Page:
Hydroxychloroquine becomes a Schedule H1 drug as hoarding leads to shortage

MUMBAI: On Thursday night the Ministry of Health through a special amendment has categorised hydroxychloroquine (HCQS) drug as a schedule H1 drug- which means it cannot be sold over the counter. The move comes as reports emerged of hoarding and shortage of this drug due to the national lockdown, this drug is prescribed as a chronic therapy for patients suffering from Lupus and Rheumatoid Arthritis, an auto immune disease.

However the hoarding and shortage took place after the Indian Council of Medical Research (ICMR) recommended the drug for front line workers and high risk people who were in contact with the Covid-19 patient. Reports have emerged that after this notice several common people were rushing to chemist shops to self medicate.

“The Central Government is satisfied that the drug ‘Hydroxychloroquine’ is essential to meet the requirements of emergency arising due to pandemic COVID-19 and in the public interest, it is necessary and expedient to regulate and restrict the sale and distribution of the drug ‘Hydroxychloroquine’ and preparation based thereon for preventing their misuse” the Health Minister’s notification said.

Therefore, the Ministry in exercise of the powers conferred by Section 26B of the Drugs and Cosmetics Act, 1940 (23 of 1940), the Central Government has directed that sale by retail of any preparation containing the drug Hydroxychloroquine shall be in accordance with the conditions for sale of drugs specified in Schedule H1 to the Drugs and Cosmetics Rules, 1945.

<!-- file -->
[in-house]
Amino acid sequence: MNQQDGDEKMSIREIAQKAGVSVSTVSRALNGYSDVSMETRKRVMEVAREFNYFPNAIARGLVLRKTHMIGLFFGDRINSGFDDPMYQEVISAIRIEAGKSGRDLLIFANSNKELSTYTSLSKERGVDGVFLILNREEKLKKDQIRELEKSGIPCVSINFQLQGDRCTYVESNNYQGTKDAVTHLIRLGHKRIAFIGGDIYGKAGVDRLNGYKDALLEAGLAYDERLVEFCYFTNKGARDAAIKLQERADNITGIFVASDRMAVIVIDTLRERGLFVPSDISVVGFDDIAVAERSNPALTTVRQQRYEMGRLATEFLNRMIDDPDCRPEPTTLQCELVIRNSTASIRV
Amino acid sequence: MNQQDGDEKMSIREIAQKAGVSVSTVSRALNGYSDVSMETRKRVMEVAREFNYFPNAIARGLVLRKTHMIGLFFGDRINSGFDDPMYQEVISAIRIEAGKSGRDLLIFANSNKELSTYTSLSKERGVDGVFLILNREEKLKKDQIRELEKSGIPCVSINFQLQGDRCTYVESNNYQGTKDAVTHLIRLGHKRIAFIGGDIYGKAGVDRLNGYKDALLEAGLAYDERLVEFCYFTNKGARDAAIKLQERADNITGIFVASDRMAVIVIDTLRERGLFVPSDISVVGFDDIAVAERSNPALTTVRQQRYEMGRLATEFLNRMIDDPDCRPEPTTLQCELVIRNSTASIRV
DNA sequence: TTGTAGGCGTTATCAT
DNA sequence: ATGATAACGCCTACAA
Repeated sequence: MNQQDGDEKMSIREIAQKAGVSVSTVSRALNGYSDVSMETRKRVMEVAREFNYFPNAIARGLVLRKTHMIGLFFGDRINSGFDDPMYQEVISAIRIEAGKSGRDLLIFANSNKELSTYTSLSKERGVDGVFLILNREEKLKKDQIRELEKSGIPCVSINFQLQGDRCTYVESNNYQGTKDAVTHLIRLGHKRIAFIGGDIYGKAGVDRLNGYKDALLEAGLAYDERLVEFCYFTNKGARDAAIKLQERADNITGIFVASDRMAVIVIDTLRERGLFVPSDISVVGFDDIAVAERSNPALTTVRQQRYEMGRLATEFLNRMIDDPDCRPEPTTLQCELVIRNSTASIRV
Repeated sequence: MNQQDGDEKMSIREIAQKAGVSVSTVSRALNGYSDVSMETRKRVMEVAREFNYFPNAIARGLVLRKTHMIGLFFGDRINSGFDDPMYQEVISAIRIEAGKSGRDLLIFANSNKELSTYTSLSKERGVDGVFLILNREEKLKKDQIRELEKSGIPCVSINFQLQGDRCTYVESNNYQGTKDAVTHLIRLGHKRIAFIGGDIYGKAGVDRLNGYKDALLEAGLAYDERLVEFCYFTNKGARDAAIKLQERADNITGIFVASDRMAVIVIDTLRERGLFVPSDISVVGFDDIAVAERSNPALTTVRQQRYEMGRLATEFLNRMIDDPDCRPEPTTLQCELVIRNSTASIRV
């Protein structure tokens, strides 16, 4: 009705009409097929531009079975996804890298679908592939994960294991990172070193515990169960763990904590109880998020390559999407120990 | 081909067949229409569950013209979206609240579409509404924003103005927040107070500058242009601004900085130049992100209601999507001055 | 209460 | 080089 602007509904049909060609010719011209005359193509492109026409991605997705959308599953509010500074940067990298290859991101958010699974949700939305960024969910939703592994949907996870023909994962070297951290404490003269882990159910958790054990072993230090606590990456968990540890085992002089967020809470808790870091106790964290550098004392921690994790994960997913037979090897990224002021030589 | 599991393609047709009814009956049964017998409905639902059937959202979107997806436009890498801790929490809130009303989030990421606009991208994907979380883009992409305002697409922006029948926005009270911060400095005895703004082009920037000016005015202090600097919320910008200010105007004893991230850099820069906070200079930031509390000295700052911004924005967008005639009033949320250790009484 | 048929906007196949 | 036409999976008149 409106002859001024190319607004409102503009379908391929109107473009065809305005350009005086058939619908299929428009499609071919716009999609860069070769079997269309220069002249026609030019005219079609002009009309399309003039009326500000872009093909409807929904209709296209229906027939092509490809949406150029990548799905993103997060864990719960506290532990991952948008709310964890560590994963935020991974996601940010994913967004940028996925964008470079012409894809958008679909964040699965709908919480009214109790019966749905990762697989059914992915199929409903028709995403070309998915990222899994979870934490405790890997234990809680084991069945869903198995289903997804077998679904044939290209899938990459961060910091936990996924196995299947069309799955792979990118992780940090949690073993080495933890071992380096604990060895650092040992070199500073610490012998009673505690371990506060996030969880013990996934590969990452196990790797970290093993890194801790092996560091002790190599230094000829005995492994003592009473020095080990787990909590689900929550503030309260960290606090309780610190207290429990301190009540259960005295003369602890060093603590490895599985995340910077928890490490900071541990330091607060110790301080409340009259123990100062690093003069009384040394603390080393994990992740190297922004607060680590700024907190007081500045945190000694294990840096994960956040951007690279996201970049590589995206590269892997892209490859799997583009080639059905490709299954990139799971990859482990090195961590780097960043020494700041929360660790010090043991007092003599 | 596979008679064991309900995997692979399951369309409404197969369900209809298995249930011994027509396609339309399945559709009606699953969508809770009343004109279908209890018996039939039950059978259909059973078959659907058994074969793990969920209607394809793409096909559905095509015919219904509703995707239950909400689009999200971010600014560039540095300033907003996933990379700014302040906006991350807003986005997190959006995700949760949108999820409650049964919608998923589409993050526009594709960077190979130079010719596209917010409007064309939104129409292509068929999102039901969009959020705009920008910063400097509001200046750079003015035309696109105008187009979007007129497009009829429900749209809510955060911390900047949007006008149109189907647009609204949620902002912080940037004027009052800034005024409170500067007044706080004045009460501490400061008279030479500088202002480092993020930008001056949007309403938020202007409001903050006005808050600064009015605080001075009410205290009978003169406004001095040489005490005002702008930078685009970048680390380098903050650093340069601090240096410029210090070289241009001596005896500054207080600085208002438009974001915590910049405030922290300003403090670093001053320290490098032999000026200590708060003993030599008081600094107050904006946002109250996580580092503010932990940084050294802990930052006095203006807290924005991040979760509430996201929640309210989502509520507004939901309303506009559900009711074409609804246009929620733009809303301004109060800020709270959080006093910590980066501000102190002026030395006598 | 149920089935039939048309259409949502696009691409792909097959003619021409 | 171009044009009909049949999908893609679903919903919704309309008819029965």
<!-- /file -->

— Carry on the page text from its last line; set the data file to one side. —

Kolkata resident Barnali Mitra said that she was unable to find the drug anywhere in Kolkata as most chemist shops were reporting stock run outs as they were not getting supplies of these medicines. “I really hope these issues get sorted, I have stock only for 10 days”, said Ms Barnali who is a patient of Lupus.

Drug maker IPCA, which is the largest manufacturer of HCQS tablets in India said that looking at hoarding and stock outs, the company is supplying the drugs only in hospitals. Mumbai based Wallace Pharma that also manufactures the hydroxychloroquine, on Tuesday reported that its manufacturing facility was not allowed to remain open and hence they were not able to manufacture the drug. Bulk drug prices of the raw materials required to produce these medicines have also shot up.

China that used to sell these raw materials for $20 per kg, has increased the price of this to $60. Companies have requested the government to instruct state governments and local cops to intervene and allow these establishments and its people to operate.

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